When you’re as desperate to showcase Islamic “moderates” and “reformers” as the mainstream media is, you’ll take what you can get. “Innovative Pakistani Mosque Takes on Sectarianism,” by Sebastian Abbot and Zarar Khan for the Associated Press, July 19 (thanks to shyOdha):
In a country where sectarian violence is spiking, Zahid Iqbal is playing an innovative role in trying to bring peace to Pakistan’s competing Islamic sects by simply not taking sides.
His mosque in the capital Islamabad markets itself as “sect free” and is open to everyone. Despite pressure, Iqbal has refused to follow convention and define the mosque as Sunni, Shiite or any of the other subgroups that divide Islam, sometimes violently.
“We don’t belong with any sect of Islam,” said Iqbal, a real estate businessman in his 30s who also serves as the mosque’s president. “We only belong to Islam.”
Pakistan Unsectarian Mosque.JPEG
Much of the sectarian violence that Pakistan has experienced in recent years has been attacks by radical Sunni militants on minority Shiites they consider heretics. There were 77 such attacks between January 2012 and June 2013 that killed 635 Shiites and wounded 834 others, according to a recent report by the U.S. Commission on International Religious Freedom.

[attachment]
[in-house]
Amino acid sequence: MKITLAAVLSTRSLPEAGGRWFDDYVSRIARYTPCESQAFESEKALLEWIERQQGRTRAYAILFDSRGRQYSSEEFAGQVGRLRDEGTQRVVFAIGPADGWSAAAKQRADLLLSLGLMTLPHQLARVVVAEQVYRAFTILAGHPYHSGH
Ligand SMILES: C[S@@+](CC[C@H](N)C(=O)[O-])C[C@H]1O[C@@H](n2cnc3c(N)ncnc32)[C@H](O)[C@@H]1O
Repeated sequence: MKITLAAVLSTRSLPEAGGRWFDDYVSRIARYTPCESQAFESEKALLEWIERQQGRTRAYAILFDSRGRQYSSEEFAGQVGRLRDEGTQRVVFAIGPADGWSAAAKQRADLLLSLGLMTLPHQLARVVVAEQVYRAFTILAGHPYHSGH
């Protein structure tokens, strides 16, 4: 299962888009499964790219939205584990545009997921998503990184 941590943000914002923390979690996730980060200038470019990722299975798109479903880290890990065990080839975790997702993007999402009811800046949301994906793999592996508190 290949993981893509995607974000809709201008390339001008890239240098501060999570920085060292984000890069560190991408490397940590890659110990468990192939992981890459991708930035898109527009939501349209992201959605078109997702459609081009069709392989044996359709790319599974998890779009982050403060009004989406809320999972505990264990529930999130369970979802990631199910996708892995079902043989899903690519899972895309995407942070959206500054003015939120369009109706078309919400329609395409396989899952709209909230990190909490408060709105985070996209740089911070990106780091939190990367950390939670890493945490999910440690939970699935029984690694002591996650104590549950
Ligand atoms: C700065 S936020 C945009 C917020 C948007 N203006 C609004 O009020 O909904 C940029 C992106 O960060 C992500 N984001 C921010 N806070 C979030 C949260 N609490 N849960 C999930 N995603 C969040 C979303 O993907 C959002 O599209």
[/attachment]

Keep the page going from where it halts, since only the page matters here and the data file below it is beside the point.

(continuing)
The schism between the Sunni and Shiite Muslims traces back to the early days of Islam and arguments over successors to Prophet Muhammad. But over time, the divide between the Sunni, which represent about 85 percent of the world’s Muslims, and Shiite has taken an increasingly bloody turn across Pakistan and the greater Middle East.
There has also been occasional conflict between different strains of Sunni Islam in Pakistan, such as Wahabbi, Barelvi and Deobandi.
Iqbal said he thought the conflict between Islamic sects was based on ignorance and invited everyone to come to his mosque, including Christians and Jews, to learn “the reality of Islam.” A large sign on the side of his mosque says it is “open to all Muslims irrespective of their sect.”…
The imam, Mohammed Yasin Rashid, delivered his weekly sermon over a microphone headset that looked like something a call center employee would use. Rashid spoke of the importance of religious harmony.
“The best people are those who promote harmony and treat people well despite their affiliation,” Rashid said.
But he did take a dig at Christians and Jews, saying they became cursed when they started worshipping prophets instead of a single God….